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I believe that I can help.
You are not taking a relatively low dose of quetiapine. The actual recommended dose is 50 mg twice a day for bipolar.
You may very well have been wrongly diagnosed at the time and you were just angry and upset about the failure (and possible abandonment or abuse issues) of your marriage. You were self-medicating with drugs and alcohol and it is impossible to say what exactly happened 7 years ago to have the doctor diagnose you with manic depression (bipolar).
There are so many misdiagnoses, especially when it comes to bipolar disorder.
You say that you are mania free and have been since that time.
Do you have any other symptoms? Do you get very angry at times?
If you do not have any more issues of mania then you can probably withdraw from the quetiapine.
IT IS ESSENTIAL THAT YOU DO THIS VERY VERY SLOWLY, otherwise you can get back side effects, and one of them can be to develop symptoms that mimic mental illness but those symptoms do pass.
This withdrawal process is called psychosis-mimetic, means that it can (not necessarily will) produce psychotic-like symptoms even in patients that are completely healthy.
There are other possible side effects which can produce the following symptoms: nausea, vomiting, lightheadedness, trembling, getting dizzy when you get up too quickly, rapid heartbeat, insomnia, nervousness, dizziness, headache, anxiety, and excessive non-stop crying.
I am not trying to frighten you but to let you know how important it is to withdraw from this drug very slowly and on a very slow regimen of several months. It you do this you should have no problems.
I think that you should get off this medication under the guidance of a psychiatrist or perhaps your pharmacist. The slow withdrawal is recommended by the British National Formulary.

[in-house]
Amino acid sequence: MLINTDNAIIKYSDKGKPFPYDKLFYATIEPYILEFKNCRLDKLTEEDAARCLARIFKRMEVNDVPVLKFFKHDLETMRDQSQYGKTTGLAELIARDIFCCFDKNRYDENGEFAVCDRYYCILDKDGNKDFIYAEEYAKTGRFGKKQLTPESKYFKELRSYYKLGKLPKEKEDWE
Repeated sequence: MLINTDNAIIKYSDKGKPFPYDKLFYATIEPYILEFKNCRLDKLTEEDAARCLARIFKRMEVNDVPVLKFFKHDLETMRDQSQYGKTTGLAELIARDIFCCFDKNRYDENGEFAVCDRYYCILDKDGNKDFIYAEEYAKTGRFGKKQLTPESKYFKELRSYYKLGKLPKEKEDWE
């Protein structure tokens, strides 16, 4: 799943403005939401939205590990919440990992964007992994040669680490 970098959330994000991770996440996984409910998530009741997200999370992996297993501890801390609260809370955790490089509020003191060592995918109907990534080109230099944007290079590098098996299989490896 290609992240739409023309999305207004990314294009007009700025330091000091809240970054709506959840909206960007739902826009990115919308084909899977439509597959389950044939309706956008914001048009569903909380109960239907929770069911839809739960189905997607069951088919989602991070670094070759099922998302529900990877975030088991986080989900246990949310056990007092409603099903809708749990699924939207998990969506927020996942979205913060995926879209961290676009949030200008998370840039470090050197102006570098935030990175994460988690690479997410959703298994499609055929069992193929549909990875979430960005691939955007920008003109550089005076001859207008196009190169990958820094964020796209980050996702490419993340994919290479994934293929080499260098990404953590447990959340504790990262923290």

If you have any other concerns, you may jump in at any time, now, or you can return later for follow-up questions.
I see you typing.
Do you ever hurt yourself (cutting, burning, punching walls, anorexia)?
Those other symptoms that you mentioned are very likely to be caused by your withdrawal from some of the quetiapine.
Your dosage was not that high, but if you didn't need it then it was too much of course. It was making you tired and reducing the dose gave you more energy.
Were you ever abandoned or neglected or abused as a child?
No self hurt issues then.
Your problem was more like Borderline Personality Disorder, but not really diagnosable. Just some abandonment issues. Not PTSD either. Although taking drugs may have been your self-abuse.
This book can help you.
And these exercises can help with your "Mediterranean temper".
In the following books:
and/or this book:
You do not need medication but just a bit of talk therapy, particularly Dialectical Behaviour Therapy.
Is there any other way that I can help? I believe that you will be fine and can withdraw successfully from the quetiapine and manage and control your anger which comes from fear of abandonment.
I shall keep you in my prayers. I have great confidence that you will come out of this fine and strong. Congratulations on your successful relationship as well.
Elliott, MAE, LPCC, NCC, CCMHC
Wonderful. That makes my day ! ! ! ! :)